The Thyroid

The thyroid gland is the “master controller” of metabolism.

About Hashimoto’s Thyroiditis

Hashimoto’s thyroiditis is an autoimmune disease in which the body’s immune system turns against itself and attacks the thyroid.1 This leads to the gradual, long-term destruction of the thyroid gland, and therefore insufficient levels of thyroid hormones.1 As the disease progresses, the thyroid may produce too few thyroid hormones, resulting in hypothyroidism.1

Who is at risk?

Hashimoto’s thyroiditis can affect any individual at any age, but mostly occurs in middle-aged women and people with a family history of thyroid disorders.1 Why the immune system attacks the thyroid gland is not yet known, but possible risk factors include viral or bacterial infection and having another autoimmune disease such as type 1 diabetes.2

Symptoms of Hashimoto’s disease

This disease can go unnoticed for a long time. In the course of the disease the thyroid gland can become exhausted, and you might develop hypothyroidism with symptoms such as:1,3

  • Fatigue and drowsiness and/or weakness
  • Cold intolerance
  • Difficulty concentrating or thinking
  • Depression
  • Weight gain
  • Enlarged neck or presence of goiter, which may be an early symptom, and, later in the disease, a small or shrunken thyroid gland
  • Abnormal menstrual periods with heavy/irregular menses
  • Constipation
  • Joint or muscle pain
  • Hair loss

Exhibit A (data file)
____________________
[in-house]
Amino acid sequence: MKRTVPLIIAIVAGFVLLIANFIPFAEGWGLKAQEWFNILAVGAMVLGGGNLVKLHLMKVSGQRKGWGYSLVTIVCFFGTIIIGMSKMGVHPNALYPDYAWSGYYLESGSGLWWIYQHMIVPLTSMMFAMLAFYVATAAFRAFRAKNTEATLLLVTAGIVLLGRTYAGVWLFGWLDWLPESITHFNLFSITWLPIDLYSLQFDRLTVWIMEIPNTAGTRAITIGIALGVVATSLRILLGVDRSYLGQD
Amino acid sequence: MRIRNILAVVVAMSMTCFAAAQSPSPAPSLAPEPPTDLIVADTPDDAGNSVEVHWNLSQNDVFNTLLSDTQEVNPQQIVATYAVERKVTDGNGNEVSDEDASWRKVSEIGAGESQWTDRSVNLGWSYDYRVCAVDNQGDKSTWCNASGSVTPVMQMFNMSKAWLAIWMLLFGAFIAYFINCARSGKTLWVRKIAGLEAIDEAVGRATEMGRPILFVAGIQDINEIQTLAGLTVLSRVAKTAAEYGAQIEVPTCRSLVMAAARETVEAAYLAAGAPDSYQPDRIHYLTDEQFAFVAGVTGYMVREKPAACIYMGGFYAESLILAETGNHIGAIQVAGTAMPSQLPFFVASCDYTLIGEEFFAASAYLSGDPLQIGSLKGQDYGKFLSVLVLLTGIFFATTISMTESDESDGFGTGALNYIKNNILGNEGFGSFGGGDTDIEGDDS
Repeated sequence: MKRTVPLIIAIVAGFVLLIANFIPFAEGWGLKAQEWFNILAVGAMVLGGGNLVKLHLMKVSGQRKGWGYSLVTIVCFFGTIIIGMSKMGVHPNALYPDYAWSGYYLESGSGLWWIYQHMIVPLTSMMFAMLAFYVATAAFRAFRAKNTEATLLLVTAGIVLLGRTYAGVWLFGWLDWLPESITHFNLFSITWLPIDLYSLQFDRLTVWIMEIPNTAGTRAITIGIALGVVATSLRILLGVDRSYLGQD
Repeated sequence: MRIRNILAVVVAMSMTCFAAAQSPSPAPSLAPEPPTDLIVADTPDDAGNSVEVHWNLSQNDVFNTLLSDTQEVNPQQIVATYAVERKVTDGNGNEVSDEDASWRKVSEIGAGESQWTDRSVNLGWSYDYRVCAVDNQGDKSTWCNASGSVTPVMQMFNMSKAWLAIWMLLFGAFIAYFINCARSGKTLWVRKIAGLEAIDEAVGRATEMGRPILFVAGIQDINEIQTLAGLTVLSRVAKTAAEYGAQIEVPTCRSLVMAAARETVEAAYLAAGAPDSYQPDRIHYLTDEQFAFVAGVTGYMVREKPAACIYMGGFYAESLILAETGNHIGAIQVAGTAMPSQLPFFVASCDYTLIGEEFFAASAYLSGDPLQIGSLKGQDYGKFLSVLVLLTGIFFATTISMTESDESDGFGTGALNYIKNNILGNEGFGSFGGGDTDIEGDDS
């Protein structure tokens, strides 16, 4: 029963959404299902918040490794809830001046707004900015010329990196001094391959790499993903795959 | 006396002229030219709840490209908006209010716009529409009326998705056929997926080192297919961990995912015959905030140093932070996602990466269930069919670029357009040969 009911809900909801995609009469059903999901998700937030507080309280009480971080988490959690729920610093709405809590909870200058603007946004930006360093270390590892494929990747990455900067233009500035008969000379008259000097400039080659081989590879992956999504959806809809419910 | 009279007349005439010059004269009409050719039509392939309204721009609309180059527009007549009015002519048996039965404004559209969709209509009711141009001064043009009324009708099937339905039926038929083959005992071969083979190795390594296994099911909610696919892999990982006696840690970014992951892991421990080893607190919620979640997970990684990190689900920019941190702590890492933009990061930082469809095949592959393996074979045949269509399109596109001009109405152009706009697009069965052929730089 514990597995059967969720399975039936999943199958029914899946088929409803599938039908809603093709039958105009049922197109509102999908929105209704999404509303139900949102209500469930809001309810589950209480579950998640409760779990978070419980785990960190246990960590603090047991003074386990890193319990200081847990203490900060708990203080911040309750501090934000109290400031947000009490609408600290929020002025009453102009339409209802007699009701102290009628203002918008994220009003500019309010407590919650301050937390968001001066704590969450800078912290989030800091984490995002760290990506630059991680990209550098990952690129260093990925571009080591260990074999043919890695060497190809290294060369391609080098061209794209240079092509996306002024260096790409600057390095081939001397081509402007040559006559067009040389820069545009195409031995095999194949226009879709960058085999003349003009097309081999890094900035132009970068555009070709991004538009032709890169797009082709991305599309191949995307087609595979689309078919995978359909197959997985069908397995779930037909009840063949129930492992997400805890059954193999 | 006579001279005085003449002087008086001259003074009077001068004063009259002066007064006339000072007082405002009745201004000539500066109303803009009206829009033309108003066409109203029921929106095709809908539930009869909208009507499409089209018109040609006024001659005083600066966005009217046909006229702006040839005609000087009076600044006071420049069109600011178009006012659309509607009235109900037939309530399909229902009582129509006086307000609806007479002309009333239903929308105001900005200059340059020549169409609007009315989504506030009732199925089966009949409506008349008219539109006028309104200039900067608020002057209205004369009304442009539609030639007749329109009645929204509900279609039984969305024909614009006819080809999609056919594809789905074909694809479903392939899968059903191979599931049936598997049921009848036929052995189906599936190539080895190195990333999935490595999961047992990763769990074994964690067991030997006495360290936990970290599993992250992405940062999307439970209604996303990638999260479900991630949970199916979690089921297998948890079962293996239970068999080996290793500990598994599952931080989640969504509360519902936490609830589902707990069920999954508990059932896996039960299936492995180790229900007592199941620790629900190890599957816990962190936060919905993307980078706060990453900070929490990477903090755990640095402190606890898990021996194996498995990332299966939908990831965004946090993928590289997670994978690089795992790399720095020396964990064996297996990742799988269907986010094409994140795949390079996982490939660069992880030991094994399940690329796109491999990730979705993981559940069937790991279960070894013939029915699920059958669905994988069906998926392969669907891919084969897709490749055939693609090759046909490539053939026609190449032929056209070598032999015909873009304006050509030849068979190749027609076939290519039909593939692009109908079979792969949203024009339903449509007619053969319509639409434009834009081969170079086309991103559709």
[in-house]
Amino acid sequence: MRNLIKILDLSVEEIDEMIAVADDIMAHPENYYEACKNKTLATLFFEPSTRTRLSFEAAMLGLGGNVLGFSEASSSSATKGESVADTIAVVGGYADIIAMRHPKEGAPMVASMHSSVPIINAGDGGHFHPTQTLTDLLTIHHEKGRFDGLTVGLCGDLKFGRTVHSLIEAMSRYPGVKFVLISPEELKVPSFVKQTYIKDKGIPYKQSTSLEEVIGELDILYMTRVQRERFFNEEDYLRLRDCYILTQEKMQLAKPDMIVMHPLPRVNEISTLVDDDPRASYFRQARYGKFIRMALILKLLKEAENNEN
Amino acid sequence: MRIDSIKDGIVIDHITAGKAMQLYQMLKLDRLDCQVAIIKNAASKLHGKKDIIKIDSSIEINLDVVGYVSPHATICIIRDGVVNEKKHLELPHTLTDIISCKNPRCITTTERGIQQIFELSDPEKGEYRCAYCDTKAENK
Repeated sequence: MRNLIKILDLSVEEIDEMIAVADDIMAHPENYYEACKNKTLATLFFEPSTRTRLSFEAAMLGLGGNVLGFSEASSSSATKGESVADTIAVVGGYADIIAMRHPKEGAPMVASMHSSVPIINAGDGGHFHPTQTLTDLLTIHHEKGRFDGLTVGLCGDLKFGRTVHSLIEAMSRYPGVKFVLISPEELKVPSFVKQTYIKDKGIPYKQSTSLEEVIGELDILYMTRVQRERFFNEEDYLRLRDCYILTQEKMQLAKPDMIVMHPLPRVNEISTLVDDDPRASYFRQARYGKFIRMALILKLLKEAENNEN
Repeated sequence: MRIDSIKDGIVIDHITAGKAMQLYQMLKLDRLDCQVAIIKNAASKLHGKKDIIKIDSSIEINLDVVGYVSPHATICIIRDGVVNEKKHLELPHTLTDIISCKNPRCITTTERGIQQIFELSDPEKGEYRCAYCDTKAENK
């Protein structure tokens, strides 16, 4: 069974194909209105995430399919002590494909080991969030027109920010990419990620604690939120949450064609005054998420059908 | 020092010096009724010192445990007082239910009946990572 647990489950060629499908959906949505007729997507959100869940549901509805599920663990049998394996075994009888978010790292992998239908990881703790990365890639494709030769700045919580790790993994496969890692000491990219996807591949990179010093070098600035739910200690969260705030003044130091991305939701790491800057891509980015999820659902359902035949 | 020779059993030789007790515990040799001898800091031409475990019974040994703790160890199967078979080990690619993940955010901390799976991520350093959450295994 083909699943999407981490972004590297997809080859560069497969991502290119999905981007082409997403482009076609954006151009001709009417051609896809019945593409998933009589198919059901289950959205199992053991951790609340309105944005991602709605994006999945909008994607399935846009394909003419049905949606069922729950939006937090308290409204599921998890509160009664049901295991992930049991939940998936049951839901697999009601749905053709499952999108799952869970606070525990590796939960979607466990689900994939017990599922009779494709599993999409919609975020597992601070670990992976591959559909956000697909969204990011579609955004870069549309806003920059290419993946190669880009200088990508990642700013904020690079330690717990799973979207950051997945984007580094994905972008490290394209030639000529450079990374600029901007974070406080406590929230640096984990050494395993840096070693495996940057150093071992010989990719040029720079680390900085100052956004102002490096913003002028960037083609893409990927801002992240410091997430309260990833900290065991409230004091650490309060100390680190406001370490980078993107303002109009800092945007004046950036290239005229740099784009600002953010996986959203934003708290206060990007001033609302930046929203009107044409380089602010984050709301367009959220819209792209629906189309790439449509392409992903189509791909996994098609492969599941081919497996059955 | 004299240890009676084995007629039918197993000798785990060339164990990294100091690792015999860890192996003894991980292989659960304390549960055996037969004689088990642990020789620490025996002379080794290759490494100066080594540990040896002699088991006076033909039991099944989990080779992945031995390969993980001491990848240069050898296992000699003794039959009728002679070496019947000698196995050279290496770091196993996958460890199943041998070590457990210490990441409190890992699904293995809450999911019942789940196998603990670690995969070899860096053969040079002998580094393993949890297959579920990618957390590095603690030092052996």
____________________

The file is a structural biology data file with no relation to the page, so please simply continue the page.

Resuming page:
• Dry skin

How Hashimoto’s thyroiditis is diagnosed

People with Hashimoto’s thyroiditis often present symptoms of hypothyroidism, sometimes accompanied by the finding of a goiter.3 Symptoms alone are not a reliable proof of this disease. Blood tests are needed to make a valid diagnosis. If you have high levels of TSH in the blood and low levels of free T4 (thyroxine circulating freely in the blood) you probably have hypothyroidism.4 Antibodies against thyroid peroxidase, an enzyme involved in the production of thyroid hormones, are usually elevated in cases of Hashimoto’s thyroiditis.3

Treatment for the disease

If you are diagnosed with Hashimoto’s thyroiditis your doctor will prescribe thyroxine replacement hormone to treat this condition.1 Most patients with Hashimoto’s thyroiditis will require lifelong treatment with the appropriate medication.3 Finding the appropriate dose, particularly at the beginning may require testing with TSH every 6-8 weeks after any dose adjustment, until the correct dose is determined. After that, monitoring of TSH once a year is generally sufficient.3

Useful websites

Patient information on thyroid health published by the American Thyroid Association.

Patient information from Thyroid Federation International.

Therapiegebiete/Endokrinologische Erkrankungen/Schilddrüse/Broschüren „Ihr Hashimoto Ratgeber“ und „Ihr Basedow Ratgeber”

  1. Medline Plus. Chronic thyroiditis (Hashimoto’s disease). Available at Last accessed February 2022.
  2. Mayo Clinic. Hashimoto’s disease. Symptoms and causes. Available at Last accessed February 2022.
  3. American Thyroid Association. Hashimoto’s thyroiditis (lymphocytic thyroiditis). Available at Last accessed February 2022.
  4. British Thyroid Foundation. Thyroid function tests. Available at Last accessed February 2022.


Date of preparation: February 2022